Crumbz has returned to League of Legends, and specifically the LCS broadcast as an analyst. Previously Crumbz was a professional player for most notably Team Dignitas and Renegades before moving to the analyst desk in LCK and finally to cast the Overwatch League. With the slew of layoffs that Activision-Blizzard dolled out, Crumbz was among them, although a little earlier than the rest.
Esports Heaven got an exclusive chat with Crumbz on his time in OWL, the difference in analysis between OW and LoL, if he had any regrets casting for OW, and his return to LoL.
How was it working on the Overwatch League analyst desk?
It was a learning experience. The biggest want that I had going into OWL was that I had the impression that all the things that worked well in LoL were the things that they wanted to do. I think that in LoL, part of my approach was being very critical, but that was because I would take the perspective of the actual player, both the pro player and the casual player at home.
Often times when you’re watching the game, or you’re watching someone like Tom Brady (NFL football quarterback), you’re still going to call him out, right? And you’re still going to say, “that was shit”. That’s a certain level of honesty that I tried to carry through a lot of things. That was one of the hardest things where I felt like I couldn’t do in OWL. When I felt like something was off, I felt like I couldn’t say what I wanted, I had to sugarcoat my words. That was a little rough and hard to get used to. Especially coming back from LCK where that was all I had.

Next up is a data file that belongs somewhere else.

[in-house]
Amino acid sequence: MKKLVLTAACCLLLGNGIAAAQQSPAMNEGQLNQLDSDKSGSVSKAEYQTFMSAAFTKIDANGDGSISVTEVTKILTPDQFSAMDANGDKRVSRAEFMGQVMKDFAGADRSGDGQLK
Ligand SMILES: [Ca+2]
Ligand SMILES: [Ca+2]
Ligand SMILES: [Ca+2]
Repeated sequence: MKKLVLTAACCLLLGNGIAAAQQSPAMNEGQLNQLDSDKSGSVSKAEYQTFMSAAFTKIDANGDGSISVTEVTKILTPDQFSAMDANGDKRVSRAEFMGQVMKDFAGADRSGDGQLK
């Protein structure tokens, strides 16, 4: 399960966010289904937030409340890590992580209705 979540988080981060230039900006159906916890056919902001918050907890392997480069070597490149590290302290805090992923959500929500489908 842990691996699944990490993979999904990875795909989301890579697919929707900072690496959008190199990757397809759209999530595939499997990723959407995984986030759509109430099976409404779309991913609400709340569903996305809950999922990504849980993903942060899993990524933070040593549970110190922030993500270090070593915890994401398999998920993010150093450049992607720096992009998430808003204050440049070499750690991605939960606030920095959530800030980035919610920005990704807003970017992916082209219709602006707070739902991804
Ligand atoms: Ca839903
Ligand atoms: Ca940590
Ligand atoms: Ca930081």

In Korea, this is how it runs: “Okay, the show starts in 5 minutes. I need you on the desk 1 minute before the show begins”. The show begins with a countdown and then, “Okay, the shows ending guys”. That’s the entire conversation with production. You can see the things that one can say are way more liberating and the OWL taught me how to work in that team environment where they want to craft a certain narrative, which I really appreciated because I think I needed a lot of help in that regard. I think the talent is very polished in a lot of these areas, knowing how to work off of a script properly and just working as a team very well. OWL was really nice for that.
Did you find Overwatch more difficult or League of Legends in terms of analyzing the game?
In a way, both. When I was doing it the meta was, Mercy, Widowmaker and Brigitte; that was the trajectory that the meta had. The hard part for me was when I first looked at the game, I felt it was a lot simpler than what it was made out to be in the sense that during the Widowmaker meta, if one Widowmaker takes out the other, and say one of them stays alive is Birdring, it’s pretty much a lost fight for the enemy. 5v6 you’re not really going to have a chance and it was very similar statistically to champions like Mercy. I felt like I wasn’t able to communicate that to say, “hey, Widowmaker just took out the other Widowmaker, this fight is over”.